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NewsAEWShawn Spears Reveals Who Made Him Want To Become A Wrestler, More

Shawn Spears Reveals Who Made Him Want To Become A Wrestler, More



During a recent appearance on “The Sessions with Renee Paquette” podcast, AEW wrestler Shawn Spears commented on his love-hate relationship with the wrestling business.

Additionally, the “Perfect 10” revealed the moment he knew he wanted to become a wrestler.

You can check out some highlights from the podcast below:

On his first big wrestling memory: “I remember being like seven or eight. I was over at my uncle’s house. A bunch of the kids were there. We were watching a pay-per-view; I can’t remember which one it was for the life of me. I was sitting at the back with a couple of my cousins and my two uncles were sitting on opposite sides of the room. All I remember is the Ultimate Warrior came out. I used to love the Ultimate Warrior when I was a kid. How could you not? The tassells, the hair, the make-up and all that stuff. I can’t remember who he was wrestling. It might have been Rick Rude or Honky Tonk Man.”

On what in that moment made him want to become a pro wrestler: “But when [Warrior] beat [his opponent], my two uncles — not kids — my two grown-man uncles jumped to their feet on opposite of the rooms and high-fived each other, they met in the middle. I just remember thinking whoa! That’s how I feel! I start high-fiving too. That was an incredible feeling. Now, knowing what I know, looking back on it. That might have been the moment where I went, I want to make my uncles do that. I want to make other grown men and other grown women [do that]. My two uncles high-fiving in the middle of all these children watching a pay-per-view.”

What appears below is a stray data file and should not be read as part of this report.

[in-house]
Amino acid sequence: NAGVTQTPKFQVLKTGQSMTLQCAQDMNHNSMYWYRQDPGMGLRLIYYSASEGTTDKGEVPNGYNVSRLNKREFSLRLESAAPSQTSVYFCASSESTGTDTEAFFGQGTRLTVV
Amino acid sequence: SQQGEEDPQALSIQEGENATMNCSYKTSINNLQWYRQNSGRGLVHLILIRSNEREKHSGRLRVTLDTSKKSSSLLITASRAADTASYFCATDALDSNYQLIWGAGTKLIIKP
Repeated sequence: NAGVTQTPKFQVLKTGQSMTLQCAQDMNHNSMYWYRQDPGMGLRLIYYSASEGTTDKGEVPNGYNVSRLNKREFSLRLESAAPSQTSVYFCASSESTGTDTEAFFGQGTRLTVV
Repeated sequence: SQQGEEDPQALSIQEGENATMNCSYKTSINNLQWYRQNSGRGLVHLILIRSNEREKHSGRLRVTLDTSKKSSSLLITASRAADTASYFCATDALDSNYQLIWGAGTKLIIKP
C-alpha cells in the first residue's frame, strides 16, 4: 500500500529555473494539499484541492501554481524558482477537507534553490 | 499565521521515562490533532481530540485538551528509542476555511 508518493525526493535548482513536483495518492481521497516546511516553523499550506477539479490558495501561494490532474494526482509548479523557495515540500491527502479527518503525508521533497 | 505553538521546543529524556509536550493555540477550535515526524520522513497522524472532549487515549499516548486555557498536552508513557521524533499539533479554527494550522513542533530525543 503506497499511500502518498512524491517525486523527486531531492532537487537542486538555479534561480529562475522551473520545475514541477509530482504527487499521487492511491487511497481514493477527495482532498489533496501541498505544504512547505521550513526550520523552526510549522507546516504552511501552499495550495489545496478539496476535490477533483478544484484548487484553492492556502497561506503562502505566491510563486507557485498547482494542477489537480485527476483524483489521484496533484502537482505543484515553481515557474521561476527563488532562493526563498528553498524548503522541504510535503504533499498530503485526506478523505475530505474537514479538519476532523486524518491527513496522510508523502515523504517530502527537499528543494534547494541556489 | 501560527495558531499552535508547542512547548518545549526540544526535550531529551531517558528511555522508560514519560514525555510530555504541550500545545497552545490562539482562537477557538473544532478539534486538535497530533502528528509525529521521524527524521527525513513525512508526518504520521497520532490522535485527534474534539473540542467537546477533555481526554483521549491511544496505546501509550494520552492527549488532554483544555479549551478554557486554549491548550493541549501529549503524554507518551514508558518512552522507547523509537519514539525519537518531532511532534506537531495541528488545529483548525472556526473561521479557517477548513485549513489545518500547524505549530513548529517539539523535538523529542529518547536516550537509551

On having a love-hate relationship with wrestling: “The reality is that it’s been a love-hate relationship. It’s been up and down; a lot of down. There have been times when I hated this industry and the reason being is because it’s entertainment. Without pulling the curtain back too much, there are just things you’re not in control of. It can have a tendency to feel like you’re not good enough despite how hard you’re working; despite how much time or effort you’re giving to the industry. Despite what the audience may be doing. It just might not be your number. And this business doesn’t owe anybody anything. You’ve heard that before, and anybody who’s been in it for an extended period of time will agree. It moves on, with or without us.”

On being able to teach students and young wrestlers: “One thing I love doing is teaching. I’m able to prepare students, or even talent on the roster who have five-six-seven years in, when they’re frustrated and come to me and go “this is horseshit, what the?” I [can say]: “this is how it is, and it’s just temporary.” The bad times are temporary. The good times are temporary, too. You gotta take the good with the bad.”

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(h/t – 411 Wrestling)

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